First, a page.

Tides rise and fall. Believe it or not, we can tie tides to the discussions of loans and toilet paper during this strange time, when so many of us are being asked to stay at home.
A listener named Therese Marz recently sent us this question: "I have heard people say that they make sure they have enough food or other supplies to 'tide them over' while other people hope that they have enough to 'tie them over.' Are my ears bad? Are there different terms?"
Therese, your ears are just fine. Historically, the phrase is "tide over" as opposed to "tie over," and it's most commonly used in association with food and money.
The meaning of "tide over" is to help someone through a difficult period or until relief is available, generally through a temporary measure. This phrase been turning up in coverage of COVID-19, like in this headline: "Companies in Australia, New Zealand raised nearly $13.5 billion to tide over coronavirus crisis." Or perhaps you've heard people talking about the possibility of coronavirus treatment options tiding us over until there's a vaccine.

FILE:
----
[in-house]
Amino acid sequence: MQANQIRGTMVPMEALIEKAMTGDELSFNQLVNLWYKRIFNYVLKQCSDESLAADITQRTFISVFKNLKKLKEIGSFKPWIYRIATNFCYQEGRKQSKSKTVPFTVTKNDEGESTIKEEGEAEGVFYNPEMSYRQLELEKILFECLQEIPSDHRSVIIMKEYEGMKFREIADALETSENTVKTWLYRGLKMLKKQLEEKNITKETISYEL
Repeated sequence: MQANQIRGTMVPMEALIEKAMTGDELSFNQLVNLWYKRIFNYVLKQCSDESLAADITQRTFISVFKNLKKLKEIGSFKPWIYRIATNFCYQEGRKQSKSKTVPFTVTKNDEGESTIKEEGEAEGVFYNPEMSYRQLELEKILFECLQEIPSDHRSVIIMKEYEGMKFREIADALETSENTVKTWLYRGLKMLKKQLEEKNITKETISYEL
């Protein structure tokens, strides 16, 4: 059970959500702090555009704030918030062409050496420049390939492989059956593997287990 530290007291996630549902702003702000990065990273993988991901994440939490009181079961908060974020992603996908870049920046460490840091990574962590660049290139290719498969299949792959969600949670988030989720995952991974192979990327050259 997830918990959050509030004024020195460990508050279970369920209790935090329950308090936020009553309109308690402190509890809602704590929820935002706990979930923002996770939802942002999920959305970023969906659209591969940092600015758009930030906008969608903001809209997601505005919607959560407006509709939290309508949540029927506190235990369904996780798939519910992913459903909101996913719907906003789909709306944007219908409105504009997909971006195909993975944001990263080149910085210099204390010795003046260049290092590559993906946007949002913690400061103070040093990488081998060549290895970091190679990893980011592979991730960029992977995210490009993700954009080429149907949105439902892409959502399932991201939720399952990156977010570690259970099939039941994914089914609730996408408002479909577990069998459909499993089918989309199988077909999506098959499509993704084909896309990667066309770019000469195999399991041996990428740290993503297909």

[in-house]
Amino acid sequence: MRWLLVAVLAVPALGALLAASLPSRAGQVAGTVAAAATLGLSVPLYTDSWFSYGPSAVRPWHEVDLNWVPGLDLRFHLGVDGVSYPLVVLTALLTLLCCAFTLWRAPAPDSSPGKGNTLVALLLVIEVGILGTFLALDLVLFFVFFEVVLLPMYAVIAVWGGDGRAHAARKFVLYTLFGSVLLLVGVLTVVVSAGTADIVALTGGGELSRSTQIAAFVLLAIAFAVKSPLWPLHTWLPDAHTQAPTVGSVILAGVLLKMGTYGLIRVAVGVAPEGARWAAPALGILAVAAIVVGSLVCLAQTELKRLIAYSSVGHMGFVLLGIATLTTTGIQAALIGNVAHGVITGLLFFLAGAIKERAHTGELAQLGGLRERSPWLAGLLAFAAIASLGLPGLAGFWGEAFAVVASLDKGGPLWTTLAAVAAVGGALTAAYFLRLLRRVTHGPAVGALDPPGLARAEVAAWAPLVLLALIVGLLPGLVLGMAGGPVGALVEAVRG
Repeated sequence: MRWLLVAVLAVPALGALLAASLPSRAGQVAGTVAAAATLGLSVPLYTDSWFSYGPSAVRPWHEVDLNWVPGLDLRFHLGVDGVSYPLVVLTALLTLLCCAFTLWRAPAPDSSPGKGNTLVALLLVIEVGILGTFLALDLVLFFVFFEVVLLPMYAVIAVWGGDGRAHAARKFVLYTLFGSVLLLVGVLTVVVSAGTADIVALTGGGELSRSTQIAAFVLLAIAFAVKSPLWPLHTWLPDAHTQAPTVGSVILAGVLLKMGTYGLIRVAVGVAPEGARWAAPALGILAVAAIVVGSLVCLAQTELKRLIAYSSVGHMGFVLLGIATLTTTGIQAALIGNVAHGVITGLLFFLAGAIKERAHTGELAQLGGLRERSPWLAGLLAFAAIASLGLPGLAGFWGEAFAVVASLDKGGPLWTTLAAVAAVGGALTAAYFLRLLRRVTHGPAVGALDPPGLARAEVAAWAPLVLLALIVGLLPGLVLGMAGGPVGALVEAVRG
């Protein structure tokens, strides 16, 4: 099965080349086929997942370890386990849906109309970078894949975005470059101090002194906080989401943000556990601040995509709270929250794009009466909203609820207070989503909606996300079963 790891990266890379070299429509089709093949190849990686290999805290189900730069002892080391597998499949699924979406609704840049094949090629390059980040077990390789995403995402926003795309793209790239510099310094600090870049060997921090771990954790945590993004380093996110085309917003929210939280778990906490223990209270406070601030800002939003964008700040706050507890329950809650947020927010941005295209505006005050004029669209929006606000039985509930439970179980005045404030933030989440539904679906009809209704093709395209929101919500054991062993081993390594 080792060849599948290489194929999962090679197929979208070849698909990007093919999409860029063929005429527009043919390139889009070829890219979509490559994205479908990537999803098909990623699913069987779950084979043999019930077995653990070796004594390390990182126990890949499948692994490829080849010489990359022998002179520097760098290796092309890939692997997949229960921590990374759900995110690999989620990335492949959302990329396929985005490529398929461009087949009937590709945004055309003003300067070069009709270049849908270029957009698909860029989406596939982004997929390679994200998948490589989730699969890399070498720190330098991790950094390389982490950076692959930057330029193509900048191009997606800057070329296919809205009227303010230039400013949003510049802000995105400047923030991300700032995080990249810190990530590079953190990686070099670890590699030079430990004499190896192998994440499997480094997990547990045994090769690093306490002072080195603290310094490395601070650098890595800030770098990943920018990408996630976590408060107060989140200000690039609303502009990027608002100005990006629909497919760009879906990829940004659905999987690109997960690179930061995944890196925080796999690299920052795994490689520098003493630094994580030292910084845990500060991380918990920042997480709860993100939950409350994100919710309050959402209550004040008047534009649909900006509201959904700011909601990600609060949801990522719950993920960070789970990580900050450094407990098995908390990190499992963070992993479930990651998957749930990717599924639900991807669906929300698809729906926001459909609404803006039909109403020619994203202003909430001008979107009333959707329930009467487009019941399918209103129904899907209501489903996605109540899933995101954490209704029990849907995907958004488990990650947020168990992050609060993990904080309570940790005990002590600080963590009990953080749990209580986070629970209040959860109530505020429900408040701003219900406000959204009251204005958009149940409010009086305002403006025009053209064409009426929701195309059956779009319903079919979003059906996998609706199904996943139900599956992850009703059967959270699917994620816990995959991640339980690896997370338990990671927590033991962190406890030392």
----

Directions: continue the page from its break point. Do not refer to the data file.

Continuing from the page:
As you may have guessed, "tide over" comes from boats and the sea. Think about, for example, a boat that's stuck on a sandbar and needs the tide, the high water to carry it into the harbor. Or think of a boat that can't sail without wind, so it's riding the tide.
The metaphorical meaning of "tide over" shows up in the 1800s. However, before that, you can find the noun “tide” used as a metaphor, as in this example from Shakespeare's “Julius Caesar:” "There is a tide in the affairs of men which, taken at the flood, leads on to fortune."
In other words, watch for that high tide and ride it. What's tiding you over during the pandemic?